Monday, June 06, 2005

a beautiful day....

It was a beautiful day.
The sky was blue, and the sun was shining brightly.
The bride was radiantly beautiful,
And her grandmother danced at her wedding...


Anonymous Sandee said...

Sounds like a glorious day Dee-Dee, you and your mom are never far from my thoughts *hugs*

10:49 PM, June 08, 2005  
Anonymous Louise said...

Wonderful. I am so happy for your mother.

2:05 PM, June 09, 2005  
Blogger The Complimenting Commenter said...

That is such a simple, yet beautiful post. Thanks for sharing the imagery and the greatness. Bravo.

12:16 PM, June 10, 2005  
Blogger Laurie said...


7:15 PM, June 12, 2005  
Anonymous Spike said...

That's great.
I am really happy for your mom and for you.

9:55 PM, June 14, 2005  
Blogger Along said...

I found your blog thru Krissy ( It took me a few hours to go through your entries and through it all, you had me mentally crying, laughing and cheering.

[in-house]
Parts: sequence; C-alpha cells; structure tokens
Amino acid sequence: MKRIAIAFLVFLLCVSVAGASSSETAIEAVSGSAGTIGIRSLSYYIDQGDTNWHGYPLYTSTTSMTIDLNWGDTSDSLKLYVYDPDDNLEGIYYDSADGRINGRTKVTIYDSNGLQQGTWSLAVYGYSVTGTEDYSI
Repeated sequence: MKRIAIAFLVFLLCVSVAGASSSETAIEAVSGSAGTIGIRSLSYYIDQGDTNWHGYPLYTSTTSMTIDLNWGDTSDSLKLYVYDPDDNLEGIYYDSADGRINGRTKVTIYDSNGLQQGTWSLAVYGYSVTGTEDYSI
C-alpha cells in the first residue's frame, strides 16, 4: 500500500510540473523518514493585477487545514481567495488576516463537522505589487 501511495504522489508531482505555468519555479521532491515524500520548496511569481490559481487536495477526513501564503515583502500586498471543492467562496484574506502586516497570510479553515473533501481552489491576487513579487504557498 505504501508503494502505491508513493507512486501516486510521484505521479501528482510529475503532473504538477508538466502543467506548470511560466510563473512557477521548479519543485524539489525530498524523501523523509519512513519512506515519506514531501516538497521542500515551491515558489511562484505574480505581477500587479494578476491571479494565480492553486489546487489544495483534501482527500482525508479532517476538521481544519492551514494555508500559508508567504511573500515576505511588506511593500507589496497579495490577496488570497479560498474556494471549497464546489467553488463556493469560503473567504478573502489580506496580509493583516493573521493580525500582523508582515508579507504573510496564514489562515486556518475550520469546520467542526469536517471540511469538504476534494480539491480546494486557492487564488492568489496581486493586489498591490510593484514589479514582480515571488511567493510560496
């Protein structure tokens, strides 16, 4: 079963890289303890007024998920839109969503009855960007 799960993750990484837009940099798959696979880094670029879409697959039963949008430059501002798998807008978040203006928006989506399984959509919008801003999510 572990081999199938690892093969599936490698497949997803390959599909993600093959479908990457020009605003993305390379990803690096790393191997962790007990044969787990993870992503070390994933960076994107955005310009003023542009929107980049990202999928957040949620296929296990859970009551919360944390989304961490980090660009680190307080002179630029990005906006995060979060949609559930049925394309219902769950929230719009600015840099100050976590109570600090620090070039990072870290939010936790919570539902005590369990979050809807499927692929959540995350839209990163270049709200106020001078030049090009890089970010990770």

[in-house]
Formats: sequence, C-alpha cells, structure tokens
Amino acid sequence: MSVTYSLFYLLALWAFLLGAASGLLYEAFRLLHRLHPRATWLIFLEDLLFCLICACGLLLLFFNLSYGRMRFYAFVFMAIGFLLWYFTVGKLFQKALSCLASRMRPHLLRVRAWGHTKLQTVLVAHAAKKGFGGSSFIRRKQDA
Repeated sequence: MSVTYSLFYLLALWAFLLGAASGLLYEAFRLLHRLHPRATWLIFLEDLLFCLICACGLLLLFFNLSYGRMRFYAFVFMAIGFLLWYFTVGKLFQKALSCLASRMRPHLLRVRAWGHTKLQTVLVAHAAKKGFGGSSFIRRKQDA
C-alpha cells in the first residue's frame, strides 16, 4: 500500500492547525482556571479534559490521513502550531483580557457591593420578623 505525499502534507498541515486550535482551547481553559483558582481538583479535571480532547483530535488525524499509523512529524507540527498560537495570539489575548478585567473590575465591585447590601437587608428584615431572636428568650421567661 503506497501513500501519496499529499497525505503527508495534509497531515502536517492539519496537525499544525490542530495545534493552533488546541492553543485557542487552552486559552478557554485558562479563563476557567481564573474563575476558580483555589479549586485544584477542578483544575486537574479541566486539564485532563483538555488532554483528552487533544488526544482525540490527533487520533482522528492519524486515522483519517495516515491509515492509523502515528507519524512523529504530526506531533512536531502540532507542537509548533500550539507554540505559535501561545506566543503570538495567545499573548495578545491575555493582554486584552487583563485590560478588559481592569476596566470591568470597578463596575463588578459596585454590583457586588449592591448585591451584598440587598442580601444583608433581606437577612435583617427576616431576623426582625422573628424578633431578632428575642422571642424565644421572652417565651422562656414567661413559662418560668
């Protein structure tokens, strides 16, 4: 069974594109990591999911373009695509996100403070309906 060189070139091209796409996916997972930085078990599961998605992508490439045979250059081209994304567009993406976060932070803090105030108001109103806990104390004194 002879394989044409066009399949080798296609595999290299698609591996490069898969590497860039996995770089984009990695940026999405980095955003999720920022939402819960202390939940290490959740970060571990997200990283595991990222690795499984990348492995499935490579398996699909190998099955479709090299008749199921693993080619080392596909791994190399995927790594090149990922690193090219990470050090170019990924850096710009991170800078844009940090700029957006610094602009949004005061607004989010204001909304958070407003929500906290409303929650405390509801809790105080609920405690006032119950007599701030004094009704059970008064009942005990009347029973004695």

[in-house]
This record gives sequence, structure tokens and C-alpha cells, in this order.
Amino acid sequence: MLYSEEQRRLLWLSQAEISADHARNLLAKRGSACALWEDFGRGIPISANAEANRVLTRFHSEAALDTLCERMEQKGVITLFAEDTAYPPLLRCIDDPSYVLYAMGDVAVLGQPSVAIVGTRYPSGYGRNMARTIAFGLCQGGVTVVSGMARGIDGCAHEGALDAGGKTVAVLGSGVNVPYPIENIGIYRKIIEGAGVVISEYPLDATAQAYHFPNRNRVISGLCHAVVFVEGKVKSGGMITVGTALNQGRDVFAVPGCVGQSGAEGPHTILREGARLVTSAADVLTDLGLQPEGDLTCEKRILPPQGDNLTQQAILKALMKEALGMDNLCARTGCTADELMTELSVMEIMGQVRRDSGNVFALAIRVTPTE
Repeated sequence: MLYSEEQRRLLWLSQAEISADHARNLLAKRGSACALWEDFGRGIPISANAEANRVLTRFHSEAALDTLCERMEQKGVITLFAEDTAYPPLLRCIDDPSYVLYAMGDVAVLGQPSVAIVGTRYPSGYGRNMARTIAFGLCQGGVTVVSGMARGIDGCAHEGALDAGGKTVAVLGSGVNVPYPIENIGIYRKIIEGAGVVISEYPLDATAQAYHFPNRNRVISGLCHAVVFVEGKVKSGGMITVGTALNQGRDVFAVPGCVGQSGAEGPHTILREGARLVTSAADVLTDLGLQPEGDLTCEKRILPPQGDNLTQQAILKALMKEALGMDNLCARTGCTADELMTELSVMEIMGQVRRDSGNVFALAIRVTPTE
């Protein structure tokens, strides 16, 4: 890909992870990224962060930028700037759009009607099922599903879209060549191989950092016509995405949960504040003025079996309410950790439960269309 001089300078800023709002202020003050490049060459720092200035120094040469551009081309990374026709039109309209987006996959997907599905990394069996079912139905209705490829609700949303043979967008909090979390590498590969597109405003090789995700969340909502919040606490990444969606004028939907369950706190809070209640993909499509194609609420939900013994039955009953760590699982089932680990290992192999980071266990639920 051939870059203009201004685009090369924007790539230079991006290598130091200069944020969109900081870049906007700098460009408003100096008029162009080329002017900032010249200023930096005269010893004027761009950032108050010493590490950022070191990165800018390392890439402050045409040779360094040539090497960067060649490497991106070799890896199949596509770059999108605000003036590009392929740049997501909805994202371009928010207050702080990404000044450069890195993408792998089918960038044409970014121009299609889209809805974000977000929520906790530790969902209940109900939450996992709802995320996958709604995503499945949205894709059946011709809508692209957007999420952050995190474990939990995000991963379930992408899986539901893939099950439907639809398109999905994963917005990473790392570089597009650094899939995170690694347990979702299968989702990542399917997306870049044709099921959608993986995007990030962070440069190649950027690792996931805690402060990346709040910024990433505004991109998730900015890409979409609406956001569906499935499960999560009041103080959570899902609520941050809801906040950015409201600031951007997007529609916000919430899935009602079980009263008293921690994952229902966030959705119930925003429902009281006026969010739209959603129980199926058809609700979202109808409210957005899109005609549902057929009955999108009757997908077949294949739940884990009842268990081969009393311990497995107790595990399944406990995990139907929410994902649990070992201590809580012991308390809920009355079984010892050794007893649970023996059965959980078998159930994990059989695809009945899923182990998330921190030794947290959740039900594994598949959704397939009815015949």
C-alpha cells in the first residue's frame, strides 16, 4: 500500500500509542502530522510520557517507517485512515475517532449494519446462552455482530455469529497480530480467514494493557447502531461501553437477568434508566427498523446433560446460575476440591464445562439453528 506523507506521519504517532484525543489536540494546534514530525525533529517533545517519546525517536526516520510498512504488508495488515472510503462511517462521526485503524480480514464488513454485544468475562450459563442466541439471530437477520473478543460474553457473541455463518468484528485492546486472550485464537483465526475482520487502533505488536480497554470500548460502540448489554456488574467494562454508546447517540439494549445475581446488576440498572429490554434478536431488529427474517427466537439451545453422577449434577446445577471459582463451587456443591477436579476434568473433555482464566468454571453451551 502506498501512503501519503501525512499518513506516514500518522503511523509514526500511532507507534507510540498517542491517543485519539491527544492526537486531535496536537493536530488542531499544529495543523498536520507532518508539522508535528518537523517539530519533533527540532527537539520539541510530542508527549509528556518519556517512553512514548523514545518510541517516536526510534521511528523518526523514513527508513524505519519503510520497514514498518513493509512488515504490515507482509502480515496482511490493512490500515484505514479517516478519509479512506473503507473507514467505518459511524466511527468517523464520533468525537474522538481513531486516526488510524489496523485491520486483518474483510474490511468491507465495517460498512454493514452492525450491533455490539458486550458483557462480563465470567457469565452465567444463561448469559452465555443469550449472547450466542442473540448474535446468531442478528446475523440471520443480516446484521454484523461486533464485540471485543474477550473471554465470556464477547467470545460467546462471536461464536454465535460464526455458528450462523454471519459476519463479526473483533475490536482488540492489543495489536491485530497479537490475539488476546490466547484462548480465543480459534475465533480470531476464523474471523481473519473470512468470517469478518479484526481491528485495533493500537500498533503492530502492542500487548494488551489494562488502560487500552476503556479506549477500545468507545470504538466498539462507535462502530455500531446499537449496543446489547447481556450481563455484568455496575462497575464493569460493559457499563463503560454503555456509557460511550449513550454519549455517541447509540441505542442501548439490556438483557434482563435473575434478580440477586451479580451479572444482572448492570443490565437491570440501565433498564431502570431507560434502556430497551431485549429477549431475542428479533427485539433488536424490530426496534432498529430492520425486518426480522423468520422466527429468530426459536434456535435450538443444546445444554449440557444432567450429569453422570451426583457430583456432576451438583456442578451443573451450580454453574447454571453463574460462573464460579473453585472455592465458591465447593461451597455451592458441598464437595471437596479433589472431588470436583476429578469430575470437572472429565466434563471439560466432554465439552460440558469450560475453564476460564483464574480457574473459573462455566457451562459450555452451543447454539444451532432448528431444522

I do hope your mom beats this and lives a long, happy and healthy life.

1:05 AM, June 16, 2005  
Anonymous Sandee said...

Thanks for your thoughts and prayers, they help me more than you know *hugs*

5:40 AM, June 17, 2005  
Anonymous Terri said...

I know this sounds silly...but after reading thusfar from Dec.'04, I "feel" like I know all of you. And I was thrilled that not only did your mom make it to the graduation....but also to the wedding. She was one determined woman.
I'd worked the Oncology Unit years ago and saw this time and again...the determination to reach a goal/event and they always did.
Bravo for your Mom!

9:15 AM, September 01, 2006  

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(written September of 2005) I have learned much in the last nine months. I have read that ovarian cancer whispers. I say it screams. It just needs someone to listen. The American Cancer Society statistics for ovarian cancer estimate that there will be 22,220 new cases and 16,210 deaths in 2005. This is a death rate FOUR TIMES that of breast cancer.Almost 70 percent of women with the common epithelial ovarian cancer are not diagnosed until the disease is advanced in stage. The 5-year survival rate for these women is only 15 to 20 percent. This is unacceptable. Women need to be made more aware of the symptoms, and doctors need to listen to their patients. Especially when the patient tells them that they fear they have ovca, as my mother did for almost a year before she was finally diagnosed. It’s so sad and senseless when a woman knows the symptoms but can’t get anyone to listen to what she is saying.